Digital Reading Room: Apps that reach for the sky

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[As tablets get more powerful, with more memory and sharper-looking screens, their apps are getting a makeover. Increasingly, mobile apps employ multimedia—combining words, pictures, audio, and video—in new and interesting ways. In our Digital Reading Room series, we’ll look at some eye-catching multimedia apps and tell you which ones deserve a place on your mobile device.]

We go up into the air and out into space in this installment of the Digital Reading Room. Brian Cox’s Wonders of the Universe, a spinoff of the physicist’s BBC mini-series, sends us spinning as far as 13 billion light years away. Closer to earth—but perhaps more scary—we take wing in World War II aircraft with the Flygirls, a group of brave female pilots who were crucial to the U.S. air campaign. And finally we fly low (and slow) with photographer George Steinmetz in his paraglider, experiencing extraordinary natural and man-made wonders from an unusual viewpoint.

Brian Cox’s Wonders of the Universe

Wonders of the Universe includes many beautiful zoomable images, such as this one of asteroid fragments.

How did the universe come into being? What happened in the nanoseconds and minutes after the Big Bang? With millions of pounds of air pressure bearing down on each of us, how are we able to move? These questions—and many more that you may not have even thought to ask—are answered in Brian Cox’s Wonders of the Universe.

The app, adapted from the five-part BBC TV series, is divided up into short “chapters” and larger sections, much like a book. But by providing multiple navigational tools, Wonders of the Universe encourages users to hop around. The sections are arranged in a logical order (by scope, from the Universe to the Atom), which is especially useful when you begin to explore. Each chapter is a single scrollable page that includes a one- to two-minute streaming video featuring Cox, a particle physicist, explaining the topic at hand simply and often using metaphors. The video is followed by text and resizable images that provide additional detail. The images may be of galaxies 13 billion light years away (courtesy of the Hubble Telescope), our solar system’s planets, natural earthly wonders (such as the extraordinary Chaco Canyon ruins in northwestern New Mexico), or particles.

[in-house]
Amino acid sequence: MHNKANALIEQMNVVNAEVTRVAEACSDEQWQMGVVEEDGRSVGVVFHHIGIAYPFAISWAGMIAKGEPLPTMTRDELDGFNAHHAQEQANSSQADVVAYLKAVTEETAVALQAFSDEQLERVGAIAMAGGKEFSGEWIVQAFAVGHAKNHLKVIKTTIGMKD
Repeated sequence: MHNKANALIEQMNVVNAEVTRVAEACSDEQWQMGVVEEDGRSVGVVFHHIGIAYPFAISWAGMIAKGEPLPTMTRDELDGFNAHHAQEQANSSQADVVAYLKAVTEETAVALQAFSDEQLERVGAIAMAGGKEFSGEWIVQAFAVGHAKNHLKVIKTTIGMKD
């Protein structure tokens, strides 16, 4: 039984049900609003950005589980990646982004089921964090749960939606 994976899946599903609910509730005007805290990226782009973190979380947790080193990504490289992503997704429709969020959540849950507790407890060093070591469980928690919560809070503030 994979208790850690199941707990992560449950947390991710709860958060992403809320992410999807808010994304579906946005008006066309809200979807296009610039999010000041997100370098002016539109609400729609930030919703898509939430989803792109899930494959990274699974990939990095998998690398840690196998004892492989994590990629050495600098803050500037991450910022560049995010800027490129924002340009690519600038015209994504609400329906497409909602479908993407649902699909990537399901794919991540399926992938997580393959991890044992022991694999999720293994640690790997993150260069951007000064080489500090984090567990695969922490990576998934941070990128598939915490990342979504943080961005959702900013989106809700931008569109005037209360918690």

Cox’s enthusiasm comes across strongly in the videos; it’s a big reason why this app is so engaging. Wonders of the World has some shortcomings—it requires an Internet connection to view the videos, and you won’t find notetaking or bookmarking tools. The content is elegantly produced, and seems designed to be understandable and provocative for tweens, teens, and adults. Together, the visual and textual elements of Wonders of the Universe add up to a wonderful app.

Where to Get It: $6; iOS App Store

The Verdict: Definite download.

Flygirl WWII

An overview of part of Flygirl WWII, which uses text, images, newspaper clippings, and documents (as well as audio and video) to convey the experience of the Army’s pioneering Women Aircraft Service Pilots.

Flygirl WWII portrays a little-known aspect of World War II—the role played by female military pilots. Women Aircraft Service Pilots, also known as WASPs, served as test and target pilots, and, as conveyed by former WASP Deanie Parrish, it was no cakewalk.

The story Parrish tells takes place largely in Sweetwater, Texas, a site chosen for flight training because of its sparse population. The app is part history, part autobiography, and part scrapbook. It includes text, and scores of photos, videos, newspaper clippings, and army documents to convey the experience.

The app’s materials seem to come mainly from WASP on the Web, a site created, like the app, by Nancy Parrish. Flygirls WWII has the look and feel of a well-crafted personal scrapbook—one that’s been compiled with care over many years. This means that some of the navigational elements—arrows and buttons—resemble old Geocities sites. But these are minor annoyances when considering the well-arranged treasure trove of material, which is both enlightening and entertaining.

Where to Get It: Free; iOS App Store

The Verdict: Definite download.

Above & Beyond: George Steinmetz

Above & Beyond enables you to bring up technical and descriptive information about each image by tapping on an icon at the bottom of the iPad screen.

Above & Beyond showcases 50 superb aerial images produced by National Geographic and Geo photographer George Steinmetz. Most of the photos feature remote, extraordinary natural landscapes; Steinmetz takes his photos from his paraglider, the world’s lightest aircraft, and as he says in tha brief video included in the app, the 360 degree view he gets when flying is crucial to his work.

The photos in Above & Beyond can be accessed either from a thumbnail grid or a map; you can also simply scroll through them. For each photo, a menu tucked into the screen’s bottom right corner provides access to a brief audio narration with Steinmetz describing the circumstances of the shoot or his personal impressions of the landmark. A pop-up text box provides technical details (camera, lens, etc.), while a “share” button enables you to email images or post them to Facebook and Twitter; a link leads to a view of the image’s location on Google Maps.

For many content-heavy iOS apps, a paucity of interactive elements is a drawback, but for Above & Beyond, it seems entirely appropriate, putting the focus on the remarkable images and allowing the viewer to become absorbed in them without distraction.

Where to Get It: $2; iOS App Store

The Verdict: Definite download.

This story, "Digital Reading Room: Apps that reach for the sky" was originally published by TechHive.

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